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1st Published, Dec. 2004
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Basic Protection for Broadband Internet Installation.
The following is not an inclusive solution for protecting all Internet connection installations, but rather a attempt to help Home and SOHO users to be reasonably safe in their Internet endeavors.
Take into consideration that if you have something that is very desirable, and a "real pro" wants it, no matter what you do they probably will find the way in
In general, security issues at home and a small office installations involve.
1. Unauthorized Internet traffic coming in (from the Internet to your computer).
2. Unauthorized Information going out (from your Hard Drive to someone else Web Server.) AKA software calling home.
3. Accidental leakage. Firewall left disable, computer left in DMZ etc.
Unauthorized Information going out is mainly a function of "spyware" and programs that are "calling home". Unfortunately, the amount of programs that are calling home is growing by the day.
most common solution to share Broadband Internet connection is to use Cable/DSL Router (Wired or Wireless).
As result, information that came from the Internet in and was not requested by one of you LAN’s computers (like hacking attempts) does not know where to go, and it is blocked by the Router, hence NAT Firewall.
Since doing NAT is the core of
the Router's function, NAT can not be switched off and the Firewall is always ON,
thus All Entry Level Cable/DSL Routers by default
More here: Cable/DSL Routers - NAT & Ports.
I would suggest to every one with Broadband Internet Connection (Cable, DSL. etc.) to use a Cable/DSL Router, even if you are using only one computer connected to the Internet.
The price of an Entry Level Cable/DSL Router (as off 2005) starts around $15 (USA prices) For these $$$ you get an Hardware firewall that is a Great foundation for Protecting your computer system from "Trouble".
Cable/DSL Router is just a small part of the Security measures necessary for adequate protection.
When you are connected to a Website or downloading files, a lot of junk can get to your Hard Drive. Since you requested the pages from the site the NAT Firewall will not block what comes in from this site.
If the “Site Keeper” loaded the pages with “Junk” it will get to your computer.
So you have NAT-Firewall but you can end up with Viruses, Zombies, Trojan etc. "Dished" to you by sites that you visited on your own volition.
Since the NAT-Firewall blocks only Incoming, any communication initiated from any of your LAN’s computers will go out to the Internet, and will be answered. As a result programs calling home, spywares, “zombies” etc. can communicate freely in lieu of the NAT Firewall.
You will not be aware of these activities unless you monitor the communication locally with a software Firewall.
Most decent software Firewalls will alert you to existence of this communication, and will allow controlling it in various ways. (Unfortunately WinXP, and WinXP Internal Firewall (ICF) is a "Basic Firewall" and thus does not add anything to the Router’s protection. If you using a Cable/DSL Router you better off disabling ICF.) With the release of WinXPSP2, Windows Firewall was greatly improved but it is still not controlling outbound Traffic.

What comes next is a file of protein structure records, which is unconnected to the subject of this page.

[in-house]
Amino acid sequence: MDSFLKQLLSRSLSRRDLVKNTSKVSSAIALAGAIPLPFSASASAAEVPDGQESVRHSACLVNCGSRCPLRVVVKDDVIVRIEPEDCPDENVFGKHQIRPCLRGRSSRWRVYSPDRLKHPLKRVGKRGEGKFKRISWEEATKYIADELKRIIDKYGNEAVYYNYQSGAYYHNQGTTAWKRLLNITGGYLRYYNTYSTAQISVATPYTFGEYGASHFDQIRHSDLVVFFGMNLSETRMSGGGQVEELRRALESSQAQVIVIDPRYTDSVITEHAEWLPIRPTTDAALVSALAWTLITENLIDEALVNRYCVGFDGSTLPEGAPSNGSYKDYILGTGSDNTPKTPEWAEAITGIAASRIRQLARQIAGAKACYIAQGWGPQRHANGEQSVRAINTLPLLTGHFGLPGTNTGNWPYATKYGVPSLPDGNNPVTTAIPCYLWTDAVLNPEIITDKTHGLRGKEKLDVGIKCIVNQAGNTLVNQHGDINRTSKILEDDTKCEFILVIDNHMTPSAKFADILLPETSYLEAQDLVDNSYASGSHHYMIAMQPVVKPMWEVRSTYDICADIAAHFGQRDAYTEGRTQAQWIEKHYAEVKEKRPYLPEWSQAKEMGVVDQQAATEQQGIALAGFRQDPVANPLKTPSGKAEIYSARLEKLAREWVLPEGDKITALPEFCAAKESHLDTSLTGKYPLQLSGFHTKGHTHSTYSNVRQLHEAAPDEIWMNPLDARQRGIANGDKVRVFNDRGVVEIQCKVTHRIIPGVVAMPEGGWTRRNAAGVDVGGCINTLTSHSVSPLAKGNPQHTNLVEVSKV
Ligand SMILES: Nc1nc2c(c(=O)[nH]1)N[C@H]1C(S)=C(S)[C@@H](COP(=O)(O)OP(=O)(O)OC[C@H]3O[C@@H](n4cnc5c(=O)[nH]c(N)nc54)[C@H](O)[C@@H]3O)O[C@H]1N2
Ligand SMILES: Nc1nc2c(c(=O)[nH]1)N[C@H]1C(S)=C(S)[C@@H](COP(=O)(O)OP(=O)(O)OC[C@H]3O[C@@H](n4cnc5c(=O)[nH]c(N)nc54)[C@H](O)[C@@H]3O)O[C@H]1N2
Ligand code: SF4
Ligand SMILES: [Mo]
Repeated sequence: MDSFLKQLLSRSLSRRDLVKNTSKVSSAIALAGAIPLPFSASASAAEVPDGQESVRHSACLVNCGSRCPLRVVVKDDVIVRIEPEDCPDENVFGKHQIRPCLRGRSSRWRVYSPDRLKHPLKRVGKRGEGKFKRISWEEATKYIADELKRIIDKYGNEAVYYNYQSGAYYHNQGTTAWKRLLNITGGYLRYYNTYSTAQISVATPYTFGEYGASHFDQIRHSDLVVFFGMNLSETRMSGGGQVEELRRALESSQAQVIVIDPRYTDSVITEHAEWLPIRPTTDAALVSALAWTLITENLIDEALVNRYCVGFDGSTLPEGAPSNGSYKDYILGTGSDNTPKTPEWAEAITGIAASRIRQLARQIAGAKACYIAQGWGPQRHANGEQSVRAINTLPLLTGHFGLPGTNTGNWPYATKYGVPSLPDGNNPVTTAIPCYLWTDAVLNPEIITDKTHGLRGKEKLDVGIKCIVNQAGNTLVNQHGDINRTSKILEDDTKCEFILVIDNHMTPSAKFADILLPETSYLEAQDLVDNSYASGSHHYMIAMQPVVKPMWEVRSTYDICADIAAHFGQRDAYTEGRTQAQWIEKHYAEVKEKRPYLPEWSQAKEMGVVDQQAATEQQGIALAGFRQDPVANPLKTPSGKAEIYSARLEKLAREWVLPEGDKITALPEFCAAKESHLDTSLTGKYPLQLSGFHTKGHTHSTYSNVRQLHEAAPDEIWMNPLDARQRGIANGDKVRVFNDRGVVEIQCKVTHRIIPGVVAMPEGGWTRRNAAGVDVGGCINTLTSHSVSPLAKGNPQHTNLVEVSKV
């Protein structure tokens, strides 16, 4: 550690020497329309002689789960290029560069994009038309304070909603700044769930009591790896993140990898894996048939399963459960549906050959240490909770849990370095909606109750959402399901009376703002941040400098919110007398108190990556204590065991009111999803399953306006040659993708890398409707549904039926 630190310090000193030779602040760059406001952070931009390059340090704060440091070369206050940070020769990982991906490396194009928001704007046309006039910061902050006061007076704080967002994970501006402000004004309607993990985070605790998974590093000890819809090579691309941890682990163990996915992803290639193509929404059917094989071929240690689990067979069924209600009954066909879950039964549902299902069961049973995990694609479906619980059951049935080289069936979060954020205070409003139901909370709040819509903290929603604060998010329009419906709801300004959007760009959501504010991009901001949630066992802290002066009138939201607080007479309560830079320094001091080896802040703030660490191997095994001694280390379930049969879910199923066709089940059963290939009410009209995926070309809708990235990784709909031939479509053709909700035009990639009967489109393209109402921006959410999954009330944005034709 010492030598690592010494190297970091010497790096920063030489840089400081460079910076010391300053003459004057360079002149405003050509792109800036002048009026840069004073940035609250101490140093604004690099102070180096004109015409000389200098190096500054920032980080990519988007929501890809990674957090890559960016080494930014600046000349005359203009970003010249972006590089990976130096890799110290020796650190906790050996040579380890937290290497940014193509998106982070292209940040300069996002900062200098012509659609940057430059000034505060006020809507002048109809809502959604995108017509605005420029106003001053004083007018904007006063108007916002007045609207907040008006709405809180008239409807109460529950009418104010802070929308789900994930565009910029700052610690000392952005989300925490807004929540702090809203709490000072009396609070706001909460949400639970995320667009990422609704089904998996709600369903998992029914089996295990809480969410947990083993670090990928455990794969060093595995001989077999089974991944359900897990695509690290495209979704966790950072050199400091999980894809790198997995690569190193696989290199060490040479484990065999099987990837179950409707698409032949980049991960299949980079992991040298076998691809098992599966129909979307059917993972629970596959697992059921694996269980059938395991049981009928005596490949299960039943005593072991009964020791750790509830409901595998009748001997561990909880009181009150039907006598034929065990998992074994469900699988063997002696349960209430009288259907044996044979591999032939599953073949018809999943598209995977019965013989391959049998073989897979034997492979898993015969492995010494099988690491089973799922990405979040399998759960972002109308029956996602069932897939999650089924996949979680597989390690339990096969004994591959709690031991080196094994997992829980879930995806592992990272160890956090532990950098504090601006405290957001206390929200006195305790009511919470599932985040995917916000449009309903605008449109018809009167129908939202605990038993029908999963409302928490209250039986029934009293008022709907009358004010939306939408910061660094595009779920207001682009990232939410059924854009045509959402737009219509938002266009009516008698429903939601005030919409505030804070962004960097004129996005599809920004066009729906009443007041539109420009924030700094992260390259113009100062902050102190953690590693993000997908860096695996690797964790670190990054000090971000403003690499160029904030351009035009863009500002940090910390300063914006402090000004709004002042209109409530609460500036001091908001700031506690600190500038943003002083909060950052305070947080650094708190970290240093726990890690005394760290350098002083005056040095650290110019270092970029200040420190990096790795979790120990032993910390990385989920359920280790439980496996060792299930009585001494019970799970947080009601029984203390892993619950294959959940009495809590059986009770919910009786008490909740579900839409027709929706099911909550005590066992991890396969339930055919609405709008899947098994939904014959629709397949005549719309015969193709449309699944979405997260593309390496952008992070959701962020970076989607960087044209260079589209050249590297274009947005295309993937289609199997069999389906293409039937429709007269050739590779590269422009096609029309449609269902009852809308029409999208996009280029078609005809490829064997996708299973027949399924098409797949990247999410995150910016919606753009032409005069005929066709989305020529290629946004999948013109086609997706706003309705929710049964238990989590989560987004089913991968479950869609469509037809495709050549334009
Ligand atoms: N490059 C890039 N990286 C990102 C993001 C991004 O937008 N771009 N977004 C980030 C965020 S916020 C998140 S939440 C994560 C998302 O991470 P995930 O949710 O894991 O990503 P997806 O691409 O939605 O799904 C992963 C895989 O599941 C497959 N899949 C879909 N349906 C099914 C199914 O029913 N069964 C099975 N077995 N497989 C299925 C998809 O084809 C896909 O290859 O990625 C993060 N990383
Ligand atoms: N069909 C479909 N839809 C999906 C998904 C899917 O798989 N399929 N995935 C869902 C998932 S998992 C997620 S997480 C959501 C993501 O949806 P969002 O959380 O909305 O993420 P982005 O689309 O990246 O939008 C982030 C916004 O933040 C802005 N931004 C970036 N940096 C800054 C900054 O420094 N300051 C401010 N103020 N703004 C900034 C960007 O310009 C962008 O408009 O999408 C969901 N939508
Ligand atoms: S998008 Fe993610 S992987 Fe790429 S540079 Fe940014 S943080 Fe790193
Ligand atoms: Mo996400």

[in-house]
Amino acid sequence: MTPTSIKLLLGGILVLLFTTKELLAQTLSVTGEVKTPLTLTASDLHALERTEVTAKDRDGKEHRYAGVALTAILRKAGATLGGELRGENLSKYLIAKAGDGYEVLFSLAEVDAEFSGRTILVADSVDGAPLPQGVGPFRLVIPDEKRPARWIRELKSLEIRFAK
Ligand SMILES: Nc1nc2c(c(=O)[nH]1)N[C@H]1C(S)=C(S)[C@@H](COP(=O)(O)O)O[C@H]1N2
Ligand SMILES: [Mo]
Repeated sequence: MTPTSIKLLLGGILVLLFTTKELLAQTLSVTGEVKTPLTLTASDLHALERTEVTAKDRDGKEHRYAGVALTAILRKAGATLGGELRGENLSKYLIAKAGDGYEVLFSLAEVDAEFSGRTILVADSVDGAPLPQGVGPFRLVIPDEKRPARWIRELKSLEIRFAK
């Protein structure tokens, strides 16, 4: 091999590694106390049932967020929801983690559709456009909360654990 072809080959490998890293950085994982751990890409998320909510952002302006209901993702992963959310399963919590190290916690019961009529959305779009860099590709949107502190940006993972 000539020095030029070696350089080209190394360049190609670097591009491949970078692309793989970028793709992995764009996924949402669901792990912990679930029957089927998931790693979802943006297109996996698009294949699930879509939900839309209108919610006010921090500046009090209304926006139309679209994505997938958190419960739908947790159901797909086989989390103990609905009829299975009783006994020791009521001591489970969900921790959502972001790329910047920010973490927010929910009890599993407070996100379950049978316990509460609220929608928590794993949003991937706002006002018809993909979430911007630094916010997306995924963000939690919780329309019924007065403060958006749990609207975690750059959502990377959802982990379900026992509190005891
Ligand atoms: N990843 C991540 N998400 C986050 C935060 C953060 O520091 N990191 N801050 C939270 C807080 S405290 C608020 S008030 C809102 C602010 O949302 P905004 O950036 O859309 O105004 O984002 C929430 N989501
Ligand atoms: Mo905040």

Frequent usage of programs like Ad-ware, and Trojan-Worm Scanners, will further secure the Network. (see more here: Internet Infestations.)
How much safety you need?
It is a matter of Surfing habits and personal preference.
In sum: The Hardware Firewall provided by most Cable/DSL Routers, is an excellent tool. However, it mainly secures the Incoming traffic, it does not stop information from going out.
To secure the Outgoing traffic you need to add a good Software Firewall.
As a result, many Cable/DSL Router owners use the combination of Hardware (Router) + Software Firewall.
There are many Comprehensive Security suits available. Search the Internet for the term Software Firewall.
Personally I do not like any of the Behemoths that are currently Sold on the Market.
I rather add to the Windows native capacities small applications that are Not intruding on my system.
See this page for examples.
You can check your system's security by logging to the following page, scroll down to the Hot Spots section, and click on Shields Up.
Link to: Gibson Default Page.
If you are using Windows 2000, or Windows XP, additional Security measures can be achieved by using NetBEUI as the Default Protocol for Files, and printer sharing on your Network.
NetBEUI is s simple protocol that relies only on local computer names (no IPs to set), and thus it is not Routable to the Internet. In other words, you Hard Drive content cannot be “shared” from your computers over an Internet connection if the Sharing protocol is NetBEUI
On a small Network 2-5 computer, using NetBEUI as the local sharing protocol improves somewhat the local “Speed” of transfer between your LAN computers.
Instructions to set NetBEUI: here
More about Security and keeping clean computers here:
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